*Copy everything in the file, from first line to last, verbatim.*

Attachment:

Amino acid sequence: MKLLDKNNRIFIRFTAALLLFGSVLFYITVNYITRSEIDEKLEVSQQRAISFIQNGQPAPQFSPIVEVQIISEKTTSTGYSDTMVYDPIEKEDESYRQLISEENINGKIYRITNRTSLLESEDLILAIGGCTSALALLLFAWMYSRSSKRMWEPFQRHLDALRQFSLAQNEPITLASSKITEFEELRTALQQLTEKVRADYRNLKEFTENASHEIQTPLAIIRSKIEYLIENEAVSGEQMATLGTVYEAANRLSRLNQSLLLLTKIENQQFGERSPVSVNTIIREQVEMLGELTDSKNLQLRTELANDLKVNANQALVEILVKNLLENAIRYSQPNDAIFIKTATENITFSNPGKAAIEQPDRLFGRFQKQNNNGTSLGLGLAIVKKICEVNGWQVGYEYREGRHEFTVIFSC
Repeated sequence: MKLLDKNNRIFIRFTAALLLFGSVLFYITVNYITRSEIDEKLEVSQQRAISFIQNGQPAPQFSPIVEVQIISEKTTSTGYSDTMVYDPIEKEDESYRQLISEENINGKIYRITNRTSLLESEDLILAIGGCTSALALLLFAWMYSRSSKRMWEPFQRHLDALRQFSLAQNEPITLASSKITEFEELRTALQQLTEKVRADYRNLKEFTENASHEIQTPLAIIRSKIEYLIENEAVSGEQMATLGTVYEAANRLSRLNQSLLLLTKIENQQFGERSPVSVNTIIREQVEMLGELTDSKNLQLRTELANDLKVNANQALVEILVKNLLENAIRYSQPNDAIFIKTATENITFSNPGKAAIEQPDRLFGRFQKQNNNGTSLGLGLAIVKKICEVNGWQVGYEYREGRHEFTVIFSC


Amino acid sequence: MKLLDKNNRIFIRFTAALLLFGSVLFYITVNYITRSEIDEKLEVSQQRAISFIQNGQPAPQFSPIVEVQIISEKTTSTGYSDTMVYDPIEKEDESYRQLISEENINGKIYRITNRTSLLESEDLILAIGGCTSALALLLFAWMYSRSSKRMWEPFQRHLDALRQFSLAQNEPITLASSKITEFEELRTALQQLTEKVRADYRNLKEFTENASHEIQTPLAIIRSKIEYLIENEAVSGEQMATLGTVYEAANRLSRLNQSLLLLTKIENQQFGERSPVSVNTIIREQVEMLGELTDSKNLQLRTELANDLKVNANQALVEILVKNLLENAIRYSQPNDAIFIKTATENITFSNPGKAAIEQPDRLFGRFQKQNNNGTSLGLGLAIVKKICEVNGWQVGYEYREGRHEFTVIFSC
Repeated sequence: MKLLDKNNRIFIRFTAALLLFGSVLFYITVNYITRSEIDEKLEVSQQRAISFIQNGQPAPQFSPIVEVQIISEKTTSTGYSDTMVYDPIEKEDESYRQLISEENINGKIYRITNRTSLLESEDLILAIGGCTSALALLLFAWMYSRSSKRMWEPFQRHLDALRQFSLAQNEPITLASSKITEFEELRTALQQLTEKVRADYRNLKEFTENASHEIQTPLAIIRSKIEYLIENEAVSGEQMATLGTVYEAANRLSRLNQSLLLLTKIENQQFGERSPVSVNTIIREQVEMLGELTDSKNLQLRTELANDLKVNANQALVEILVKNLLENAIRYSQPNDAIFIKTATENITFSNPGKAAIEQPDRLFGRFQKQNNNGTSLGLGLAIVKKICEVNGWQVGYEYREGRHEFTVIFSC